How Kenan Thompson Went From Nickelodeon To SNL To The Walk Of Fame

“I’m going into the concrete!” exclaimed a thrilled Kenan Thompson, pondering the fact that his three-decade career in entertainment was about to be celebrated with stars on the Hollywood Walk of Fame, and fascinated by the eternity of honor. “I’m not aware of any other instances where the patted back reflection is actually anchored to the ground like this.”

Longevity has become a hallmark of Thompson’s career: he began performing on stage as a child before landing in films such as “D2: The Mighty Ducks”; becoming a wildly popular teen star with Nickelodeon’s skit series “All That” led to This led to the creation of the spin-off series “Kenan & Kel”, which in turn spawned the 1997 film “Good Burger”, beloved by a generation.

As an adult, he found success on “Saturday Night Live,” his tenure has spanned multiple actor eras, and has completed more than 1,500 sketches to date – in his 20th season, Thompson The longest-serving performer on the show. Legendary history. In 2018, he won an Emmy for the music video for “Come Back Barack,” a passionate plea to the former president. After this story was published, Thompson was named host of the upcoming Emmys.

Even with so much history, Thompson still found himself taken aback when he was nominated for the 2022 Walk of Fame. He admits that it was the surprising result of the only semi-serious campaign launched by the production team. “You already know,” he co-hosts a podcast with Tani Marole.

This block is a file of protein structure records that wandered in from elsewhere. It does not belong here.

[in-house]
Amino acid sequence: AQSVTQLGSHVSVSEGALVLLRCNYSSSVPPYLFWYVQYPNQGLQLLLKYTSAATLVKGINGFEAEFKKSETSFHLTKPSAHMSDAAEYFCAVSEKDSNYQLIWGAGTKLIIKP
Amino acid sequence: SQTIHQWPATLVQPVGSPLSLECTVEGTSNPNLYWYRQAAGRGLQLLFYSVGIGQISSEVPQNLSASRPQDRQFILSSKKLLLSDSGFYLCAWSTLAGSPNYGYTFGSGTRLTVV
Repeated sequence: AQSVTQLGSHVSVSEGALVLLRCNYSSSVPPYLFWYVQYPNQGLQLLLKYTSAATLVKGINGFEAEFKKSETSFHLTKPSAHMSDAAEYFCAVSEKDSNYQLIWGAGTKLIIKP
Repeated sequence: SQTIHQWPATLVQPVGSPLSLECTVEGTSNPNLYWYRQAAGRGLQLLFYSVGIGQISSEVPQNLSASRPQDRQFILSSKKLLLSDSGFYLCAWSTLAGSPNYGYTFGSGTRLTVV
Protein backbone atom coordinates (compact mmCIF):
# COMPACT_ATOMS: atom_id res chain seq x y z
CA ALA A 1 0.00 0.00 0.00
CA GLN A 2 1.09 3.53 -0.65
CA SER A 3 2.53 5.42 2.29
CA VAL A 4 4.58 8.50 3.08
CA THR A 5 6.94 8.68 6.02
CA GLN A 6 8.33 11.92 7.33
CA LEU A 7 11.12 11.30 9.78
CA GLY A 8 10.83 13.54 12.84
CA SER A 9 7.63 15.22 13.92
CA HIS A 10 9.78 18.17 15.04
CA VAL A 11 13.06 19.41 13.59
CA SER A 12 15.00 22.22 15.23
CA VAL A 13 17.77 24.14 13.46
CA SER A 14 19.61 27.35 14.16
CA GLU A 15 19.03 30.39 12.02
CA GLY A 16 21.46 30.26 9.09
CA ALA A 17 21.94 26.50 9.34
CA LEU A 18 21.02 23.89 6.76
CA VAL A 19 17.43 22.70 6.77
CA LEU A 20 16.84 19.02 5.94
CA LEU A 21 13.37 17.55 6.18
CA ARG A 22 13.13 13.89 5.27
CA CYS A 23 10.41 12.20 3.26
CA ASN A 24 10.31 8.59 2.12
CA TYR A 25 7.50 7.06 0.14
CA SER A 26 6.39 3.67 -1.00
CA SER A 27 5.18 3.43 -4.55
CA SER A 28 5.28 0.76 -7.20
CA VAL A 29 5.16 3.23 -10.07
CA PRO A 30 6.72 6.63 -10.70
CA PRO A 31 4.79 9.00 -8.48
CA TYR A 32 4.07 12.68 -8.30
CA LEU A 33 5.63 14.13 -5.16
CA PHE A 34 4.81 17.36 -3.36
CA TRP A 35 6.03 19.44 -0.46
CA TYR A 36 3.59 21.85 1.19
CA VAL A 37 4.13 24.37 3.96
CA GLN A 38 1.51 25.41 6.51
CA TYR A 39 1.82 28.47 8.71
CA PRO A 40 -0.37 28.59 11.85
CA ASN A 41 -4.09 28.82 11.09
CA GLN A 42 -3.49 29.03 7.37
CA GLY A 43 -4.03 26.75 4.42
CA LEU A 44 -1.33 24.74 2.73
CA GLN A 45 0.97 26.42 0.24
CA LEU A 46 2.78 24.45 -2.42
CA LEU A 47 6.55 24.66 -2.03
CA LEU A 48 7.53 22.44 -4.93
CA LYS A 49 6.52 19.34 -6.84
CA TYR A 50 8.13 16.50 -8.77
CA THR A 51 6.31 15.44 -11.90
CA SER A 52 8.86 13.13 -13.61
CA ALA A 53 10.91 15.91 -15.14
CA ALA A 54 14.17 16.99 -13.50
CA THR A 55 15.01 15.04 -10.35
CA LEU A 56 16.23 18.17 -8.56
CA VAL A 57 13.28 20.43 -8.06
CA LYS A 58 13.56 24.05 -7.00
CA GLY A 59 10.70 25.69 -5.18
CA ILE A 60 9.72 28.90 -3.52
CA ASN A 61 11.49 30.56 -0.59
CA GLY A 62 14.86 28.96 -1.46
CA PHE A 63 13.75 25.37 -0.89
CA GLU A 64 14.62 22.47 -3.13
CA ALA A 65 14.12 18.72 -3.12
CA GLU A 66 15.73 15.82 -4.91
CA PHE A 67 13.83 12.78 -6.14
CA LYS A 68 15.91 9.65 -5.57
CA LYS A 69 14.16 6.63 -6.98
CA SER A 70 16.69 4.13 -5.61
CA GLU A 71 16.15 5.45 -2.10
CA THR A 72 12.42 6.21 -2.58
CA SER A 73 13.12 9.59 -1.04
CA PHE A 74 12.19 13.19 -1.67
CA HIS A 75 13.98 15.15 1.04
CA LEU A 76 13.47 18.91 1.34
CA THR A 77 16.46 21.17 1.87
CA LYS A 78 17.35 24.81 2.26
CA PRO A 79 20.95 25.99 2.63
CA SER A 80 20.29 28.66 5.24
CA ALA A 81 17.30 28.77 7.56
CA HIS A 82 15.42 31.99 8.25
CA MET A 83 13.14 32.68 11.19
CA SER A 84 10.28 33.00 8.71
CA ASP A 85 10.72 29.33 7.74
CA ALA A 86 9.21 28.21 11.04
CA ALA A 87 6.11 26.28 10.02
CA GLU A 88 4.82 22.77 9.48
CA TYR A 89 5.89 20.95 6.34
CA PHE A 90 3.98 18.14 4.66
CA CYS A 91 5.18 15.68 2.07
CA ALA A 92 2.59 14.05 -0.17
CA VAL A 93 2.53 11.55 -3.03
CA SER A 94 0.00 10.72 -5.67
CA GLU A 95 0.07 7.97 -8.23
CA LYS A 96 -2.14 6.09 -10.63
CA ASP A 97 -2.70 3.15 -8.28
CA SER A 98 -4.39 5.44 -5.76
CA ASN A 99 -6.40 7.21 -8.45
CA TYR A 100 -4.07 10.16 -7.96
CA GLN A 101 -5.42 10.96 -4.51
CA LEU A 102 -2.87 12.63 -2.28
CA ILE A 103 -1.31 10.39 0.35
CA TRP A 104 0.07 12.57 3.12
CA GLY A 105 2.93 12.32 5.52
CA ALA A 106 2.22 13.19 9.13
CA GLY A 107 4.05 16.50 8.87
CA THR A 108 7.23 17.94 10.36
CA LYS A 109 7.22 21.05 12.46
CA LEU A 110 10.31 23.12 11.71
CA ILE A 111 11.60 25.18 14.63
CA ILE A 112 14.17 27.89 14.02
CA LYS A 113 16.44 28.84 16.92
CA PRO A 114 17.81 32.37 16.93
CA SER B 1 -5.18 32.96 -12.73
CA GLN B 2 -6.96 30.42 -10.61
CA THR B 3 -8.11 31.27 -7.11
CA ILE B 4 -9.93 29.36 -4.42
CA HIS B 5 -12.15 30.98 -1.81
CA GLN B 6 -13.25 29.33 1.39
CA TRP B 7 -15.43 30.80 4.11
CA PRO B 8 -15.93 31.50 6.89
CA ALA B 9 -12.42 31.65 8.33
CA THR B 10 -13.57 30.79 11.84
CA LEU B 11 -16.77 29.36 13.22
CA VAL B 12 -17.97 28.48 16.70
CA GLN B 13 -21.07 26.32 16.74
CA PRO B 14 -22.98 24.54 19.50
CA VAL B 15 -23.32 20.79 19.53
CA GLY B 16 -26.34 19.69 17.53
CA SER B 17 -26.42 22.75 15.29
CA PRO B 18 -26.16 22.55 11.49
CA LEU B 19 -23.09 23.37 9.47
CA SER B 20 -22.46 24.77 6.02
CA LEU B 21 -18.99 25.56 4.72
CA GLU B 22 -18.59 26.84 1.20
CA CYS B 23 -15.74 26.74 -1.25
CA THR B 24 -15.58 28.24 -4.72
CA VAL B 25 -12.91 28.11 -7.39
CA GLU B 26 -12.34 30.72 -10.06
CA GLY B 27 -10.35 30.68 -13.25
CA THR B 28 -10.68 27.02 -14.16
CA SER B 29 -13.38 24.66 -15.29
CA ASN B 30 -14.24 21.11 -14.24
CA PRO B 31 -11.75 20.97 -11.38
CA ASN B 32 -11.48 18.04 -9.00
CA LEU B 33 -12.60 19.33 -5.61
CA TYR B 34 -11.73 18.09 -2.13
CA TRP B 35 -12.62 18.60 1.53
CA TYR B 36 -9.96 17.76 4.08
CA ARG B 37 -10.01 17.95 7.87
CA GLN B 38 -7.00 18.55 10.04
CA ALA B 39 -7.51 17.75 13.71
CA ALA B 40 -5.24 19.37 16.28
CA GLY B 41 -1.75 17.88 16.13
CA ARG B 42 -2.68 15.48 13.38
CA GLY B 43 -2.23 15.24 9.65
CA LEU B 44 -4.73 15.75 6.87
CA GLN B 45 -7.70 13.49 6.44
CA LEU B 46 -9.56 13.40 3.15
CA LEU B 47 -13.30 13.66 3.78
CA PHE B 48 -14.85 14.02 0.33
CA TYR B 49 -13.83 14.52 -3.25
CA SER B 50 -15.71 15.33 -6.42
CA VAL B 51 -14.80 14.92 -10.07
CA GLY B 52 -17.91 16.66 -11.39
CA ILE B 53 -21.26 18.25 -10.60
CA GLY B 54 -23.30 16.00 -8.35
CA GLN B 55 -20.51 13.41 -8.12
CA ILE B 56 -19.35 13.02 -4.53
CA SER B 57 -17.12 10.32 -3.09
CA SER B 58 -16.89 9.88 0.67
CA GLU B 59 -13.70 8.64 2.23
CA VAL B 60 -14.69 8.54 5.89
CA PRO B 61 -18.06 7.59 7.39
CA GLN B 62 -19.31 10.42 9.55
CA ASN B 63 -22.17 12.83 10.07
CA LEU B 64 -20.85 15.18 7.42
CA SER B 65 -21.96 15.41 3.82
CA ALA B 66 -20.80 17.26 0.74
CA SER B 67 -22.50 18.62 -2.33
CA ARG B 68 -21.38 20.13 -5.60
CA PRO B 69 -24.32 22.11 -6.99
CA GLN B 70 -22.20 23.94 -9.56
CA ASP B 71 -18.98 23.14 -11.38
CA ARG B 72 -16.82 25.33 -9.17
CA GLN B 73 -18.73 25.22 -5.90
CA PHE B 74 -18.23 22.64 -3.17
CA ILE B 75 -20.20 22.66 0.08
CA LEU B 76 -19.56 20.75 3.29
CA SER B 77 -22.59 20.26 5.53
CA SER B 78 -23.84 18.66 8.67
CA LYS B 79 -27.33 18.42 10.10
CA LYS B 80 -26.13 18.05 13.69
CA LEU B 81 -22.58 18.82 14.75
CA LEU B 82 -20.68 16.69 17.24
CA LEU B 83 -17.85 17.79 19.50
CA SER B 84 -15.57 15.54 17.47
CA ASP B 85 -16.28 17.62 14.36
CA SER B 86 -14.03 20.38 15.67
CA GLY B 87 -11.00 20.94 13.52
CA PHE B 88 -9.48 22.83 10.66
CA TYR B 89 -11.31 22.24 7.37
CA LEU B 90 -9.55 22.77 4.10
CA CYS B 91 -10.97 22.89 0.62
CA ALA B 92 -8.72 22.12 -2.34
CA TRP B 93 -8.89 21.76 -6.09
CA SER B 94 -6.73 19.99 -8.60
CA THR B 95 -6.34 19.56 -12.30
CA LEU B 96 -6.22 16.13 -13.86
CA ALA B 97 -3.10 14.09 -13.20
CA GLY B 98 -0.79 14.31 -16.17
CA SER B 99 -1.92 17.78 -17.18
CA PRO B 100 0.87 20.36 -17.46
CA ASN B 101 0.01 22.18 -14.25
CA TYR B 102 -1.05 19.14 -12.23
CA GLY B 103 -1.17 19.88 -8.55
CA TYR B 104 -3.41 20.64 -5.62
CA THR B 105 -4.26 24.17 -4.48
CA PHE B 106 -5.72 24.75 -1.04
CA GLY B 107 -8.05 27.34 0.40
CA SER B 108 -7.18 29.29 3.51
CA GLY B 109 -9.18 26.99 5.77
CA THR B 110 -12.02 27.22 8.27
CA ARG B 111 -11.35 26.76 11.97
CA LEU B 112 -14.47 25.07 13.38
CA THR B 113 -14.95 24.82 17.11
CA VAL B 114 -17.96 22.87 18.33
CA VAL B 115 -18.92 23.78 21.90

“I don’t think it’s going to happen and then my name is finally voted on and then it’s really approved,” he said. “I was like, ‘What? This is crazy!’ It was crazy to want to be a chapter of a book because when I first started, I just wanted to be an actor. I don’t know about fame or anything like that. What will the stuff bring, not even knowing what the business is? For me, it’s all about acting. I think if you act well enough, the rest will take care of itself. I don’t think I have to be wrong .”

It’s the feeling he’s been chasing since he was 5 years old when he was performing on stage.

“I love running around and noticing people smiling at what I do,” he said. “I do like to be funny and play around. So, it’s easy for me to still feel young, even when I look back and there’s 30 years of work there.”

While he didn’t dream of becoming a comedian at first, it was during his breakout years with Nickelodeon that Thompson discovered and embraced his ability to make hilarious comedies.

“At first it was like, ‘Yeah, I have a few voices or whatever, I have some references to something I’ve heard in Eddie Murphy movies or old ’70s movies, or just my general zeitgeist old Negro,’” he said with a laugh. “But stretch it out for a couple of seasons and you start to really see your potential.”

His future comedy partner and longtime friend Kel Mitchell vividly remembers the moment he saw Thompson in the “All That” audition, where he was on the “Mighty Ducks” roller skates.

“He’s already a superstar,” Mitchell said with a smile. “I thought, ‘Yeah, I’m going to hang out with that kid.’”

Their chemistry, both in sketches and off-screen, is electric.

“We ripped off each other, we ripped off each other, and all the jokes worked,” he said with a laugh. “It’s so cool to see a lot of the things we talked about as kids – going through a drive-by after the show, or just being in the locker room talking about where we want our careers to go and where our lives should go.”

Eventually, Thompson set out to seek personal success.